Argonne scientists have discovered how a certain class of electrolyte material can reduce the frequency of polysulfide shuttling, potentially paving the way for more effective lithium-sulfur batteries.
Scientists at the U.S. Department of Energy's Brookhaven National Laboratory have doubled the efficiency of a chemical combo that captures light and splits water molecules so the building blocks can be used to produce hydrogen fuel. Their study, selected as an American Chemical Society "Editors' Choice" that will be featured on the cover* of the Journal of Physical Chemistry C
Scientists at Brookhaven Lab have new experimental evidence and a predictive theory that solves a long-standing materials science mystery: why certain crystalline materials shrink when heated. Their work could have widespread application for matching material properties to specific applications in medicine, electronics, and other fields, and may even provide fresh insight into unconventional superconductors.
Gamers designing proteins, raw food changing the gut, and a toxin-absorbing MOF
Researchers at Argonne National Laboratory have discovered a photo-excitation process that speeds up the charging of lithium-ion batteries. If commercialized, such technology could be a game changer for electric vehicles.
Scientists at the U.S. Department of Energy's Ames Laboratory have discovered an indicator that reliably demonstrates a sample's high quality, and it was one that was hiding in plain sight for decades.
PPPL findings: From new fusion developments to surprises in astrophysics at global plasma physics gathering
Feature wraps-up wide-ranging PPPL talks on fusion and plasma science at the 61st American Physical Society-Department of Plasma Physics conference.
A team of scientists led by the Department of Energy's Lawrence Berkeley National Laboratory (Berkeley Lab) has gained valuable insight into 3D transition metal oxide nanoparticles' natural "edge" for 2D growth.
A joint research team from Google Inc., NASA Ames Research Center, and the Department of Energy's Oak Ridge National Laboratory has demonstrated that a quantum computer can outperform a classical computer at certain tasks, a feat known as quantum supremacy.
A multi-institutional collaboration reports a catalytic method for selectively converting discarded plastics into higher quality products. The team included Argonne National Laboratory, Ames Laboratory, Northwestern University and three other universities.
Scientists seeking to design new catalysts to convert carbon dioxide (CO2) to methane have used a novel artificial intelligence (AI) approach to identify key catalytic properties. By using this method to track the size, structure, and chemistry of catalytic particles under real reaction conditions, the scientists can identify which properties correspond to the best catalytic performance, and then use that information to guide the design of more efficient catalysts.
An Argonne team has developed a powerful technique for probing in three dimensions the nanostructure for cathode materials of next-generation batteries. Such batteries could one day revolutionize energy storage for both transportation and the electric grid.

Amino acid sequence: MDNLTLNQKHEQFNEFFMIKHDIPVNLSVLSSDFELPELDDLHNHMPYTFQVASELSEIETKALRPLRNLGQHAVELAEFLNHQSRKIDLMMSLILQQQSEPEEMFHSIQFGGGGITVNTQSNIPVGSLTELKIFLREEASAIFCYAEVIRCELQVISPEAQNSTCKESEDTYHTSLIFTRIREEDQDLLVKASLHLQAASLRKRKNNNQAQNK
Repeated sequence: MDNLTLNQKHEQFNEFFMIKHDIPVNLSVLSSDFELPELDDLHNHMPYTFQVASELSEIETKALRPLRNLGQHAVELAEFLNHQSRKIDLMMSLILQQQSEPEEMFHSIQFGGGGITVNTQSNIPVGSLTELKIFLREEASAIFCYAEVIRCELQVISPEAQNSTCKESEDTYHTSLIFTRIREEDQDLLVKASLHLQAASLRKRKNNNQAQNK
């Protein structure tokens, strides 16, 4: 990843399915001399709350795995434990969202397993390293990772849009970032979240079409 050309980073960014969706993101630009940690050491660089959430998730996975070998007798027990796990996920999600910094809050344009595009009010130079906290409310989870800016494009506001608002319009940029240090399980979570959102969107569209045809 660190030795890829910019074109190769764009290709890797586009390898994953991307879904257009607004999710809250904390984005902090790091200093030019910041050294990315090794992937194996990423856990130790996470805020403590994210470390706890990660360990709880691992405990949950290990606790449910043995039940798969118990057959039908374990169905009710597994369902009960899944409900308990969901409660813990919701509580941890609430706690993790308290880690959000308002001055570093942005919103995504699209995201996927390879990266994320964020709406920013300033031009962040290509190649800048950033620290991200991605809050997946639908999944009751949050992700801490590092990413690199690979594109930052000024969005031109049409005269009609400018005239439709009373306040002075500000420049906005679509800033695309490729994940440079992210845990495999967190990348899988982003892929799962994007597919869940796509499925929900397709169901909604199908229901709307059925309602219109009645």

Shake, rattle, roll: Turbulence found to disrupt the crucial magnetic fields in fusion energy devices
Scientists at PPPL have discovered that turbulence may play an increased role in affecting the self-driven, or bootstrap, current in plasma that is necessary for tokamak fusion reactions.
Researchers at the Department of Energy's Oak Ridge National Laboratory, the University of Tennessee and Texas A&M University demonstrated bio-inspired devices that accelerate routes to neuromorphic, or brain-like, computing.
Surprise discovery shows that turbulence at the edge of the plasma may facilitate production of fusion energy.
SLAC and Stanford researchers have shown for the first time that a cheap catalyst can split water and generate hydrogen gas for hours on end in the harsh environment of a commercial electrolyzer - a step toward large-scale hydrogen production for fuel, fertilizer and industry.
An international team of scientists lead by the Joint Genome Institute has developed a genetic engineering tool that makes producing and analyzing microbial secondary metabolites - the basis for many important agricultural, industrial, and medical products - much easier than before, and could even lead to breakthroughs in biomanufacturing.
Scientists have uncovered a root cause of the growth of needle-like structures--known as dendrites and whiskers--that plague lithium batteries, sometimes causing a short circuit or failure. The defects are a major factor holding back the batteries from broader widespread use and further improvement.
Argonne and University of Illinois announce intent to form the Midwest Hydrogen and Fuel Cell Coalition.
For the first time, Argonne scientists have printed 3D parts that pave the way to recycling up to 97 percent of the waste produced by nuclear reactors. From left to right: Peter Kozak, Andrew Breshears, M Alex Brown, co-authors of a recent Scientific Reports article detailing their breakthrough. (Image by Argonne National Laboratory.)
Argonne researchers find that semiconductor nanoparticles in the shape of rings have attractive properties for quantum networking and computation.
Science Snapshots - Waste to fuel, moire superlattices, mining cellphones for energy data
Researchers at Argonne National Laboratory have designed and tested a new electrolyte composition that could greatly accelerate the adoption of the next generation of lithium-ion batteries.
Researchers have constructed a framework for starting and raising a fusion plasma to temperatures rivaling the sun in hundreds of milliseconds.
A team of researchers at the Georgia Institute of Technology has developed a new process that could help gain new insights into individual high-entropy alloys and help characterize their properties.